If the TV series Hoarders ever decides to focus on social-justice hoarding, Jen Sung would be a prime candidate.
Why? Because the cheerful, blue-haired Taiwanese-Canadian queer, goth, femme powerhouse is—get ready for this—a communications and community liaison for the UBC Institute of Gender, Race, and Sexuality; a facilitator for Out in Schools; a board member of Our City of Colours, which raises the visibility of queer people in cultural and linguistic communities; a cofounder of the blog and video project Love Intersections, which addresses identity issues about race, gender, sexuality, and more; a member of an ad hoc virtual-reality/augmented-reality working group at UBC; and involved in various other projects as well.
Phew. Got all that? Good.
Mind you, Sung isn’t an angry, militant activist.
By phone, she says that she’s seen the burnout, challenges, and negativity that can come from fighting racism, classism, homophobia, and other forms of discrimination.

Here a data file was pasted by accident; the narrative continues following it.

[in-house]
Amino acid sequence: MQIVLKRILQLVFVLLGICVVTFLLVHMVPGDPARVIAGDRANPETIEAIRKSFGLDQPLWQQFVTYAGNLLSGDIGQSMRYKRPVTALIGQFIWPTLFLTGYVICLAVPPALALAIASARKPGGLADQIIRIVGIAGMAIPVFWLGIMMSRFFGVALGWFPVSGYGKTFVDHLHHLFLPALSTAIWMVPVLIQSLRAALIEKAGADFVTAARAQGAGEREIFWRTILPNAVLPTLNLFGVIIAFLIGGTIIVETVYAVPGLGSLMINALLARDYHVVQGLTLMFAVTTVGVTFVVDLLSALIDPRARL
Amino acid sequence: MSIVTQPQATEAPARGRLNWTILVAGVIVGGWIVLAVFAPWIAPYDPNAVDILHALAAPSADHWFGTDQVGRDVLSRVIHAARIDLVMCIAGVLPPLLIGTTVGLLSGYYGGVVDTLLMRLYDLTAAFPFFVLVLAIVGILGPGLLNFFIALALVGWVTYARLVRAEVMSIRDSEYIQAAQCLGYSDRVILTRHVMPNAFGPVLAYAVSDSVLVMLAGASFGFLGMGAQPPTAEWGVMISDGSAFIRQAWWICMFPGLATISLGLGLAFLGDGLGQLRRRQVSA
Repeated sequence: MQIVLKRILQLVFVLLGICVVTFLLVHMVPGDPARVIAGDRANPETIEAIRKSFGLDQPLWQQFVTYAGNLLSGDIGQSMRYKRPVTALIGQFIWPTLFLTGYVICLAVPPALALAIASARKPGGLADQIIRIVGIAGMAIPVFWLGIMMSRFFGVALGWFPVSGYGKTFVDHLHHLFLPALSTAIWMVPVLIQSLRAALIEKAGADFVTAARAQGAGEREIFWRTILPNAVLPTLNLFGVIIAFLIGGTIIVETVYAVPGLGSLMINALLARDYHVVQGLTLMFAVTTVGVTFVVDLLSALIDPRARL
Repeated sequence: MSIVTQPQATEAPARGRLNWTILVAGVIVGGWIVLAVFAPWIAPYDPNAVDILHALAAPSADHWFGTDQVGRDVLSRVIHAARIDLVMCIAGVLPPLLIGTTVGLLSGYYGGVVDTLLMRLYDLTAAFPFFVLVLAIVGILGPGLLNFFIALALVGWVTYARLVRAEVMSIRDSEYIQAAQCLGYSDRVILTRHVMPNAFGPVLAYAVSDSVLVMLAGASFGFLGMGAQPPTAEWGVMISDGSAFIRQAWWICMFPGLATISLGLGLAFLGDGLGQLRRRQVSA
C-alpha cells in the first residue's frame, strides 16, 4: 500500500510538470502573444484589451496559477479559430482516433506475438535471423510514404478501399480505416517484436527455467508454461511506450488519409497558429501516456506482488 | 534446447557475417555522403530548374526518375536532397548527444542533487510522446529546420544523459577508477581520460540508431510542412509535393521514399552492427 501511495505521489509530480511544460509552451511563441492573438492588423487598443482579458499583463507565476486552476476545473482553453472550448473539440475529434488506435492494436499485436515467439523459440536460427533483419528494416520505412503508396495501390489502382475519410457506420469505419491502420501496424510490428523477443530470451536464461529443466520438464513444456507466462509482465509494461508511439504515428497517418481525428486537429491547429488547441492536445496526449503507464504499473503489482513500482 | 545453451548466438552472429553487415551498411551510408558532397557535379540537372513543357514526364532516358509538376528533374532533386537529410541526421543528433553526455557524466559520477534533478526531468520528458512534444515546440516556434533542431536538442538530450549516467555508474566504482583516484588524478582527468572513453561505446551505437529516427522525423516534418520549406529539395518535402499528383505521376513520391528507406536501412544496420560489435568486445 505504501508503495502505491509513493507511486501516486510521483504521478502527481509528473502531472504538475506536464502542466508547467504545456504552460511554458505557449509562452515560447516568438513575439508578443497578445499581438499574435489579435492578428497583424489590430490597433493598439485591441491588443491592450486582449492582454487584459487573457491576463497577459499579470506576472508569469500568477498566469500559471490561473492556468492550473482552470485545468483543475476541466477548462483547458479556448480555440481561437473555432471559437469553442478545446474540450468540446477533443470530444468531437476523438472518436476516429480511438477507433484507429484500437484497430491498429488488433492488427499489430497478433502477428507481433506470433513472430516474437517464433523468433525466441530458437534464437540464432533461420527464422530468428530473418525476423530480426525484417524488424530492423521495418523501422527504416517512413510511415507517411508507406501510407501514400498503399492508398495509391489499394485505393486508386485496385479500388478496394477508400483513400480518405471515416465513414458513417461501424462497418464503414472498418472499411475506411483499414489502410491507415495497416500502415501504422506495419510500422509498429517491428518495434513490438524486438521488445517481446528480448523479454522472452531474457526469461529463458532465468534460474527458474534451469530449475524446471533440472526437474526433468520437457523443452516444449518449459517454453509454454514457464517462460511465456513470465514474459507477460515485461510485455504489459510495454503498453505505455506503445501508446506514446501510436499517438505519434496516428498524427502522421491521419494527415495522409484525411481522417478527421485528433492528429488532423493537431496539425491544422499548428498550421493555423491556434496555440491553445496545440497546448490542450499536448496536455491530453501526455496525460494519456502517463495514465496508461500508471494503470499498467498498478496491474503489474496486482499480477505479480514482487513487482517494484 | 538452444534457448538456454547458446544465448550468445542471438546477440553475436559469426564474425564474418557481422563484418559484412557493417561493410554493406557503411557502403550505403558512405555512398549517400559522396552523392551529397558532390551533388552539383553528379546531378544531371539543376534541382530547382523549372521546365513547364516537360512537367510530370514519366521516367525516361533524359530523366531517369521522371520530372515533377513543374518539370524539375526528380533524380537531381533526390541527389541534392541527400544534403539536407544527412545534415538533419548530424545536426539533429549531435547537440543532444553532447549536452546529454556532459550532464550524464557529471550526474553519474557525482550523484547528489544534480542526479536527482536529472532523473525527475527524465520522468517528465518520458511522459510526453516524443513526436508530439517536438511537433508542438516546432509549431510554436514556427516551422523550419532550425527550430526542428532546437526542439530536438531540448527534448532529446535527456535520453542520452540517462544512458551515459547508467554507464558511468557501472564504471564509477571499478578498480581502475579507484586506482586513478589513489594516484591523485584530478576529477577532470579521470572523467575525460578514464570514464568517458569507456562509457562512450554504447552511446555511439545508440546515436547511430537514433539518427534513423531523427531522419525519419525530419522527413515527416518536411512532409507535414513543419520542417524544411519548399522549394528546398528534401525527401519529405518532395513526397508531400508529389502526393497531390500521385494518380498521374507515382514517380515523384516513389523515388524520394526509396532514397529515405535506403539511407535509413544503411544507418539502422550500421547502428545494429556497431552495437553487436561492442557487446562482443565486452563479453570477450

Rather than calling people out on what they’re doing, she would prefer to call people in by inviting people to join her.
“Love is the foundation of all of the work that we all do in the community, and so for us it’s kind of like the guiding theory that drives us to do what we do,” she says.
In fact, she hopes to “rebrand” social justice by thinking “holistically” about aesthetics, design, the arts, personal style, and more.
“I think social justice is cool because that’s what I do, and I also recognize at the same time that it needs to look different, or at least have the option to look differently,” she says. “It’s not just about the actual content itself but it’s about how we stylize it, how we paint a picture around it so everything is taken into consideration. For me, that level of care and the attention to detail is very relevant.”
While she’s at it, she says she wants to counter perceptions of millennials as lazy, privileged, and selfish. Considering how much she’s done thus far, it looks like she’s already achieved that. In spades.